The solitary life of a food blogger. IFBA ’23 Best Blog Awards

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Nimki sat by me while I edited this post

The solitary life of a writer

Late afternoon/ early evening is my favourite time to write. I had woken up from an afternoon nap, feeling fresh for the first time in the day today. I went to my desk and switched on the laptop. My desk looks out onto a big window which in turn looks onto trees which are framed by the blue skies. Our apartment is not on a very high floor. Which means that one does not look down onto the trees from high above. Instead, it feels that the trees in front of it and the room are of one continuum. For music, there is the natural chirping of birds. Quietening down, as the sun begins to set and the rich blue skies begin to take a grey tinge. I forgot to tell you that the birds are not my only neighbours when I write. Squirrels run up and down the trees ahead of me. Our sons often give me company too. Settle on the window sill in front of me. Staring at the skies. Grooming themselves. Or just snoozing with their tails swishing langurously. Tails? Yes, by ‘sons’ I meant our two cats, Baby Loaf and little Nimki. Today is a rare day when they did not turn up by my side. They must be sleeping in a corner somewhere as cats tend to. 

In case you are wondering if I work out of a hill station, let me surprise you by saying that this is Mumbai that I am talking about. The suburb of Bandra to be precise. It is called the ‘Queen of the Suburbs,’ and was once a charming, sleepy hamlet. It has gotten crowded over the years. Its roads are overflowing with traffic. Its old cottages have been bulldozed with skyscrapers taking their place. Commerce has multiplied manifold and this applies to restaurants too. We are lucky to live in a corner of Bandra which is a tad far from the madding crowd.

Before you wish for the life that I have, I must point out that it’s not smooth sailing all the way. Man is a social animal and this applies to work too. Not having someone to discuss things at work can be lonely for a writer like me who works out of home. One is assailed by self-doubt. Is what I do good enough, or relevant enough, I ask myself. People seem to be doing so much if one goes by their social media feeds. Is one just slacking? I am lucky to have K in my life who points out that the self-doubt that I have is unwarranted. Yet, one seeks external gratification. I am pretty sure that I am not the only one who thinks this way.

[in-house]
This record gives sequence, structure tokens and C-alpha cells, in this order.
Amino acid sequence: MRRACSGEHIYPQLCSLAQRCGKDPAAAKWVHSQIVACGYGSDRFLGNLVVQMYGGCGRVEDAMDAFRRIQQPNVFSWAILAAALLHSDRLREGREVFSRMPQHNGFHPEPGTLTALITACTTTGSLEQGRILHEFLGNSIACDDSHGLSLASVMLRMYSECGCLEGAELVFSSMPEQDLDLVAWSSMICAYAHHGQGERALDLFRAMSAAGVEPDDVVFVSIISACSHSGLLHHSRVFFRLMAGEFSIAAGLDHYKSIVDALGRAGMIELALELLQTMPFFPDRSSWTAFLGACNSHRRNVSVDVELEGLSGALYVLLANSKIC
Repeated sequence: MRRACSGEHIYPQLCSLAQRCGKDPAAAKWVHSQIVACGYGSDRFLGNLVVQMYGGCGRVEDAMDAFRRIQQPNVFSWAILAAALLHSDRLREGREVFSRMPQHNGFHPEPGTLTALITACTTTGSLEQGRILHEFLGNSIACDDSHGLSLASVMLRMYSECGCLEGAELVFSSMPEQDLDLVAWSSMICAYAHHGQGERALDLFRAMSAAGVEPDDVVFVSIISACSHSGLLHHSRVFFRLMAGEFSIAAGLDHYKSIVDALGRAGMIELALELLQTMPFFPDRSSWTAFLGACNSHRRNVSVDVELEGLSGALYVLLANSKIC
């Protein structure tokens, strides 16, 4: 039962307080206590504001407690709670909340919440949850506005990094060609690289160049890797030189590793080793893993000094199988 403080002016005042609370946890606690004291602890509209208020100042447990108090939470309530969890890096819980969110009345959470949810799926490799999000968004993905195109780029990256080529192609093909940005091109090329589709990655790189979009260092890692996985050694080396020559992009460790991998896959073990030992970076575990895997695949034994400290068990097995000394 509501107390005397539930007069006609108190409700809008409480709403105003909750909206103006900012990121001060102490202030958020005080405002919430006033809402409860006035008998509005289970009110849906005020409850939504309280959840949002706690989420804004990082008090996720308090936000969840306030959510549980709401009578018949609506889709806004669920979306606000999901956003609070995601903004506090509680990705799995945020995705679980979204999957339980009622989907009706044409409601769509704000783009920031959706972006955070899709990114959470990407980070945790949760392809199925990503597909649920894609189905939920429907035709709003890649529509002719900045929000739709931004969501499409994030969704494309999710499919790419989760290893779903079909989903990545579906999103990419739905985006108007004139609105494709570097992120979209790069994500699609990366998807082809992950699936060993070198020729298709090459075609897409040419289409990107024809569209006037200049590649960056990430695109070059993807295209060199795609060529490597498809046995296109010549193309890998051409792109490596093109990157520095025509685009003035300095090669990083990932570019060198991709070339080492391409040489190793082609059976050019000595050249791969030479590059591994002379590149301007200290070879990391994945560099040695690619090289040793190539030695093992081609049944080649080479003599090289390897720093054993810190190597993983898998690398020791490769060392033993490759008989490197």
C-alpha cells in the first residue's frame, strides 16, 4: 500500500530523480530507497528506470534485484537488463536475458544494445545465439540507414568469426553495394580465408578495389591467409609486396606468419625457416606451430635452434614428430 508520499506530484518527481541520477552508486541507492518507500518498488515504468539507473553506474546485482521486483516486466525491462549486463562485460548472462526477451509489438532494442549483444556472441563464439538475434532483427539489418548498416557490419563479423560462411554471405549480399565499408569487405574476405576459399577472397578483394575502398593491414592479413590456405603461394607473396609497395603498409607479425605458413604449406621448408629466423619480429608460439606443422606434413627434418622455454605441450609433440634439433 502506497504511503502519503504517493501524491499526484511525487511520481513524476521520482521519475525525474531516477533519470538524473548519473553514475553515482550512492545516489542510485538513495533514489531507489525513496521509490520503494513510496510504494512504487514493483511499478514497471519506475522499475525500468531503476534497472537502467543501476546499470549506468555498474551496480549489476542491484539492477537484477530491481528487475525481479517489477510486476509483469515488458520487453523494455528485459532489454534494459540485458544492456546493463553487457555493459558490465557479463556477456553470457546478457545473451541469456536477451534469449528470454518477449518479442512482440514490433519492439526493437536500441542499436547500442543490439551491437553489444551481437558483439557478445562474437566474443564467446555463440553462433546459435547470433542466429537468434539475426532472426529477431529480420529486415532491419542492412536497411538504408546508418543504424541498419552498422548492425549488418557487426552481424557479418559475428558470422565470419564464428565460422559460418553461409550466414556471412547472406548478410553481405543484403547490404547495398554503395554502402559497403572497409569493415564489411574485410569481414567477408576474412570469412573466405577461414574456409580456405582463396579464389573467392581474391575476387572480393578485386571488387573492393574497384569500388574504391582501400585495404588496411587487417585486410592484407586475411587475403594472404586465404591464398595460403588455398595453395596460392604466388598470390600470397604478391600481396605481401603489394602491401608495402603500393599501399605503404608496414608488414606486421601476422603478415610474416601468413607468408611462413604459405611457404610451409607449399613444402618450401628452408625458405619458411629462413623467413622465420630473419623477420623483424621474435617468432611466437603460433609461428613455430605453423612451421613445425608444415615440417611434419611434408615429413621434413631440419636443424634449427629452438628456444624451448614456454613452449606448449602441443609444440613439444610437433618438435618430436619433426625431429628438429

A vote of confidence

With the IFBA 23 awards and with K who is 
the wind beneath my wings

This is why I am filled with so much gratitude for what happened in the 7th edition of the IFBA Awards which was held last Friday at The Club, Andheri. FBAI, run by Salloni and Sameer Malkani, was the pioneer in initiating food blogger awards in India. The fact that they are in the 7th edition, talks of great commitment and passion and they deserve a big round of applause to that. This year was a major deviation from the past. They called it the ‘Content Creator’s Awards,’ not the ‘Food Bloggers Awards.’ A reflection of how the world of social media has changed over the years. It’s the era of Reels and Shorts: with long-form blogs, Twitter and even Facebook losing their primacy.

You would be happy to know that FinelyChopped won the award for the best general food blog! I have been fortunate enough to have been a 7-time winner at the IFBA awards. Last year was for the best podcast. There is some fantastic talent out there with fresh new bloggers coming in.  I feel grateful to be in the consideration still.

The joy of blogging

Blogging was an escape from the daily rigours of life at the start for me. It was a digital diary where I documented my life with food as an anchor. I used to work in market research then. It’s been 16 years since I started blogging. The excitement and joy that it gave me is still the same. I love to share stories from my life. Stories about what I eat, the people I meet, the places I eat at, the food I cook, people who cook for me.